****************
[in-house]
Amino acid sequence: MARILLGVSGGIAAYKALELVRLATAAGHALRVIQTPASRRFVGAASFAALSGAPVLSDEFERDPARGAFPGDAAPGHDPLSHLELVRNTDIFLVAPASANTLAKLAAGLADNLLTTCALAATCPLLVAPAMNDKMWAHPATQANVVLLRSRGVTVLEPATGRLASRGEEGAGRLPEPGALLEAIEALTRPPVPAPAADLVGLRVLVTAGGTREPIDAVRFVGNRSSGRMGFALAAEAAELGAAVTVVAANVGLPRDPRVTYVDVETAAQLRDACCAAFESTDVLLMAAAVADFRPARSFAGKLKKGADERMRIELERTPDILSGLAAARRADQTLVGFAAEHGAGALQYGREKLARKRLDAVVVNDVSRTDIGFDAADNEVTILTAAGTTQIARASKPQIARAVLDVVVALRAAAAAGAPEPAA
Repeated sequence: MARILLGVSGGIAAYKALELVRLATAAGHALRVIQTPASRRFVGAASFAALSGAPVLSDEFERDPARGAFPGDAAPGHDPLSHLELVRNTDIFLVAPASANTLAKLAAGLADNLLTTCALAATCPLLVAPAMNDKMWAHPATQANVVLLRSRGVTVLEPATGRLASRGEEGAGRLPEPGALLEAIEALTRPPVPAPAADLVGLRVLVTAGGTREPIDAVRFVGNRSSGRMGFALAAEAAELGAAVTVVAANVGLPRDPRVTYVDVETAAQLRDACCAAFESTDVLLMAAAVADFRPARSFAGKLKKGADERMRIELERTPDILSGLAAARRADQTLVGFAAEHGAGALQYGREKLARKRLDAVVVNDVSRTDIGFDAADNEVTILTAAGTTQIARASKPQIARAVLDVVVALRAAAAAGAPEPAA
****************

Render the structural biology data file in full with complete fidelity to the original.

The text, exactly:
[in-house]
Amino acid sequence: MARILLGVSGGIAAYKALELVRLATAAGHALRVIQTPASRRFVGAASFAALSGAPVLSDEFERDPARGAFPGDAAPGHDPLSHLELVRNTDIFLVAPASANTLAKLAAGLADNLLTTCALAATCPLLVAPAMNDKMWAHPATQANVVLLRSRGVTVLEPATGRLASRGEEGAGRLPEPGALLEAIEALTRPPVPAPAADLVGLRVLVTAGGTREPIDAVRFVGNRSSGRMGFALAAEAAELGAAVTVVAANVGLPRDPRVTYVDVETAAQLRDACCAAFESTDVLLMAAAVADFRPARSFAGKLKKGADERMRIELERTPDILSGLAAARRADQTLVGFAAEHGAGALQYGREKLARKRLDAVVVNDVSRTDIGFDAADNEVTILTAAGTTQIARASKPQIARAVLDVVVALRAAAAAGAPEPAA
Repeated sequence: MARILLGVSGGIAAYKALELVRLATAAGHALRVIQTPASRRFVGAASFAALSGAPVLSDEFERDPARGAFPGDAAPGHDPLSHLELVRNTDIFLVAPASANTLAKLAAGLADNLLTTCALAATCPLLVAPAMNDKMWAHPATQANVVLLRSRGVTVLEPATGRLASRGEEGAGRLPEPGALLEAIEALTRPPVPAPAADLVGLRVLVTAGGTREPIDAVRFVGNRSSGRMGFALAAEAAELGAAVTVVAANVGLPRDPRVTYVDVETAAQLRDACCAAFESTDVLLMAAAVADFRPARSFAGKLKKGADERMRIELERTPDILSGLAAARRADQTLVGFAAEHGAGALQYGREKLARKRLDAVVVNDVSRTDIGFDAADNEVTILTAAGTTQIARASKPQIARAVLDVVVALRAAAAAGAPEPAA